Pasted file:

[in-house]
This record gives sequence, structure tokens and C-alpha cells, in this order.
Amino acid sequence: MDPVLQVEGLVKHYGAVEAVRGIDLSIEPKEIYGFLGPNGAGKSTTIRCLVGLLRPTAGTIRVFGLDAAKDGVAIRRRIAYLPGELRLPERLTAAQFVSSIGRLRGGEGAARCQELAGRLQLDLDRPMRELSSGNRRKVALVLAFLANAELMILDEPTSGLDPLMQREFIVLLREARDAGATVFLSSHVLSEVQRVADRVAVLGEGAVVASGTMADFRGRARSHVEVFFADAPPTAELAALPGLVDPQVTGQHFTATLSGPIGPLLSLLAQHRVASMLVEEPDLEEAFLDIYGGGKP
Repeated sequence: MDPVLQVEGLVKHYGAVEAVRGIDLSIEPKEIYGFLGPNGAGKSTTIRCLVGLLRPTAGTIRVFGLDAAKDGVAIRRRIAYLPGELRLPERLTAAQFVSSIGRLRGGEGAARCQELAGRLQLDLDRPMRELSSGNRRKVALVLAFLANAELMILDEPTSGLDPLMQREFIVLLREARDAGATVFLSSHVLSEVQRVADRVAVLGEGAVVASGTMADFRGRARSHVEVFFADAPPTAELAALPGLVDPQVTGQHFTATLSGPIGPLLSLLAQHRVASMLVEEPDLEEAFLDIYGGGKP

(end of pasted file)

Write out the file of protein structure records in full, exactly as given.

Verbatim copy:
[in-house]
This record gives sequence, structure tokens and C-alpha cells, in this order.
Amino acid sequence: MDPVLQVEGLVKHYGAVEAVRGIDLSIEPKEIYGFLGPNGAGKSTTIRCLVGLLRPTAGTIRVFGLDAAKDGVAIRRRIAYLPGELRLPERLTAAQFVSSIGRLRGGEGAARCQELAGRLQLDLDRPMRELSSGNRRKVALVLAFLANAELMILDEPTSGLDPLMQREFIVLLREARDAGATVFLSSHVLSEVQRVADRVAVLGEGAVVASGTMADFRGRARSHVEVFFADAPPTAELAALPGLVDPQVTGQHFTATLSGPIGPLLSLLAQHRVASMLVEEPDLEEAFLDIYGGGKP
Repeated sequence: MDPVLQVEGLVKHYGAVEAVRGIDLSIEPKEIYGFLGPNGAGKSTTIRCLVGLLRPTAGTIRVFGLDAAKDGVAIRRRIAYLPGELRLPERLTAAQFVSSIGRLRGGEGAARCQELAGRLQLDLDRPMRELSSGNRRKVALVLAFLANAELMILDEPTSGLDPLMQREFIVLLREARDAGATVFLSSHVLSEVQRVADRVAVLGEGAVVASGTMADFRGRARSHVEVFFADAPPTAELAALPGLVDPQVTGQHFTATLSGPIGPLLSLLAQHRVASMLVEEPDLEEAFLDIYGGGKP